But that would be fictional, the sort of thing that would appeal to Hollyweirdos and other liberals. In the real world, there are no villains in this transaction. Someone wants in, someone else wants out -- it's perfect. I am glad to see that A.B. Charles has found a new home in a better location with parking. It is a very familiar location to me, though I have not been there in years.

When I was a growing boy, the barn-shaped structure was home to Rollier's Hardware. It was cool. Nothing could compare to a big store with two floors that had multiple copies of everything connected to your house. I loved going there with my father just because I enjoyed going inside. I found a plumbing doohickey called a "ballcock" particularly amusing, because it sounded like something that my father would say when he was angry. The toilet plungers also made me laugh, but that was long before I ever had to use one. After Rollier's moved to a more upscale section of Mount Lebanon, the new store lacked the same aesthetic appeal for me. I still go there before I shop anywhere else for hardware, but it's just another hardware store to me now.

I haven't been back to the barn since Rollier's moved out. The first tenant to occupy the space was a Boston Chicken restaurant, but I never ate there since I frequently patronized the BC location closer to my workplace. My wife and I never had any need to send our kids to day care, either. Come October, I will have a chance to reenter the magical building and see just what, if anything has changed about the inside. There will be one big difference, though: Now that I am grown up, the place will be full of toys. This is going to be even more fun than ballcocks and toilet plungers.

Monday, July 17, 2006

Nasty Bad Teeth

I just remembered -- I have an appointment with my dentist this Friday. Why would I suddenly think of such a thing? Oh, it might have something to do with the fact that I went to see Pirates of the Caribbean: Dead Man's Chest yesterday afternoon. And the most striking thing about seeing this film in a movie theater is the constant sight of horribly decaying, rotten teeth on display for all to see on the big screen. It was too easy to lose track of the movie's goings-on when varying shades of yellow, black, green and gold leapt out from orifices of the characters on the screen.

Tia Dalma, the friendly witch-type character, wins the prize for shiniest mouth, on account of the fact that most of her teeth seem to be made of gold. She's otherwise very creepy, but at least the actress playing her was cute enough to keep me from turning my head away when Tia was on screen.

Elizabeth Swann, portrayed by the underfed Keira Knightley, has a pretty face, sparkling teeth, and very kissable lips. Just ask Captain Jack Sparrow -- the creep factor went up a few notches when the pirate boldly engaged in a protracted liplock with his pal's chick. Elisabeth is an anomaly in this film. She's almost too pretty to be seen in the company of decrepit scumbags on boats. There's a third POTC film currently in production, and I would not be surprised if Elizabeth lowers her standards even further and engages in tongue wrestling with Davy Jones in that one.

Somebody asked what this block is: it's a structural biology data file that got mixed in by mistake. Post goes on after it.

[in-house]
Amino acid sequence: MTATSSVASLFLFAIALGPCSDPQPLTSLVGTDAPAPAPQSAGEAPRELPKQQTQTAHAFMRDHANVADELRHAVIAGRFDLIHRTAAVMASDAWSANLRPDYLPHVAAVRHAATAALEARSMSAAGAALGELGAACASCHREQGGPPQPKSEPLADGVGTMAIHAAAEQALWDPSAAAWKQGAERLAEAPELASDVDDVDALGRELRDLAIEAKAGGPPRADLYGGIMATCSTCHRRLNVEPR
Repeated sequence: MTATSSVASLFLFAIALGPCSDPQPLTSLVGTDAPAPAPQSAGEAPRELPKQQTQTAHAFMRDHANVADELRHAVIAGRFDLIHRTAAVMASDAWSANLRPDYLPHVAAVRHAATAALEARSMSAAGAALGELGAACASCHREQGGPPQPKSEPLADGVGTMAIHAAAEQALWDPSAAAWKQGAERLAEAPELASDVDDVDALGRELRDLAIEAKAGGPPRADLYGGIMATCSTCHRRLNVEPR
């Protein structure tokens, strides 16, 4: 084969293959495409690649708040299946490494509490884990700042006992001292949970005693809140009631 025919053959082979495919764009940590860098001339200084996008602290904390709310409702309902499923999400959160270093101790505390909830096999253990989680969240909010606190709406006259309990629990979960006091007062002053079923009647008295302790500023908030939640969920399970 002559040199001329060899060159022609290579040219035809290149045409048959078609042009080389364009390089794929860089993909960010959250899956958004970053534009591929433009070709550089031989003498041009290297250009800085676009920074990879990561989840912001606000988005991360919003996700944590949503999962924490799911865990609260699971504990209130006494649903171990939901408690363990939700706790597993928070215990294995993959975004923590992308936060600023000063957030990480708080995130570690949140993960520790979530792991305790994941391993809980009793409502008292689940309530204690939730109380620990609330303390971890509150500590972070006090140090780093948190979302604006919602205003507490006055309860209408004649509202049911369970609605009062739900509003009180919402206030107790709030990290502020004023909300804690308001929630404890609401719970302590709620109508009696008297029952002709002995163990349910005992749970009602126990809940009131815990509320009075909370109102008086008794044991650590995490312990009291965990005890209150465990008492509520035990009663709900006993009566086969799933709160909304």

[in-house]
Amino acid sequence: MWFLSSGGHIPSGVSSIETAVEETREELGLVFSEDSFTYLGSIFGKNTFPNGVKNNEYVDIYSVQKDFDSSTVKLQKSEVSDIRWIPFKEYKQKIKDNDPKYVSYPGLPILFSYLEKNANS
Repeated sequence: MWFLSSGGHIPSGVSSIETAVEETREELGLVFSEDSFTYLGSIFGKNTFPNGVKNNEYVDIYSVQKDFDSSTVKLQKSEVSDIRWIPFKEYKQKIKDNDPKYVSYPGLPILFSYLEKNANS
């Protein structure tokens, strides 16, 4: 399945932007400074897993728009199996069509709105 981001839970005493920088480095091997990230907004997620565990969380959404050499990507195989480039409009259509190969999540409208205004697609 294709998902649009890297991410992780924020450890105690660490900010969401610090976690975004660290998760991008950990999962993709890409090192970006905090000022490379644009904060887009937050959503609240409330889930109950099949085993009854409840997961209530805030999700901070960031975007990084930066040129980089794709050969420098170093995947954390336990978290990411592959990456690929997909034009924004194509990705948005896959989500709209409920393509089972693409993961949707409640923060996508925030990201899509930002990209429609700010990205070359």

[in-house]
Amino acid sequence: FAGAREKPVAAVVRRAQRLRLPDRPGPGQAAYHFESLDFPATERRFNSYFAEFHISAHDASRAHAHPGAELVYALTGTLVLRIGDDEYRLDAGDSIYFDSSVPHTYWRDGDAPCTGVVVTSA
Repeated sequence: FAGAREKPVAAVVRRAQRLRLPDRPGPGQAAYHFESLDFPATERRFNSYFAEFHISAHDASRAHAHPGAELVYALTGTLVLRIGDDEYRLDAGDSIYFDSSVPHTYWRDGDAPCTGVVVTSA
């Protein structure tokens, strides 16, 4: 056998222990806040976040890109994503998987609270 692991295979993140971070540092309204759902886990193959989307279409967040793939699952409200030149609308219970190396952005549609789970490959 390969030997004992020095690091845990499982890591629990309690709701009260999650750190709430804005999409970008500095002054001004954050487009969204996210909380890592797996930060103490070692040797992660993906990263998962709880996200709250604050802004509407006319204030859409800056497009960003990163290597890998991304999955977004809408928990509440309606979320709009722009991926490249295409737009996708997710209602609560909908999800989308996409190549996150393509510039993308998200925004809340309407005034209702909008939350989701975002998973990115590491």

You see, Davy Jones is...how shall I say this... Davy and his crew look like spoiled seafood. Try going out to Red Lobster after watching this movie and see how quickly you lose your appetite. Davy Jones, whose crew primarily consists of anthropomorphic shellfish who used to be men, has a head that looks like an octopus that has gone over the tentacle quota. If Elizabeth Swann has a taste for calamari, she'll be his darling halfway through the next movie. She might even forget the state of his teeth, if he has teeth. Being toothless would actually be an improvement for many of the creeps in this film.

Take, for instance, Pintel and Ragetti. This comic-relief duo would be ideal study aids for dental school students, if in fact there were any kind of dental schools in the Caribbean in the 18th century. If the filmmakers care at all about continuity, these guys will be completely toothless in film number three.

About the movie itself...it was good. The kids liked it. The wife loved it. And the ending was a mild shocker, though it was just a touch too similar to the end of Spider-Man 2. It left us wanting more, and that was a good thing. I just hope Keira Knightley makes a lot of dough out of this series, because she really does need to invest in some carbohydrates.

Wednesday, July 12, 2006

Yes, I Am Still Alive

And I have no idea how soon I am going to be getting back into regular posting here. The rest of this week will likely consist of playing catch-up after vacation lag.

Expect me to comment on California, Amtrak, and other delightful experiences of my recent vacation. Now if you will please excuse me, it's time for another nap.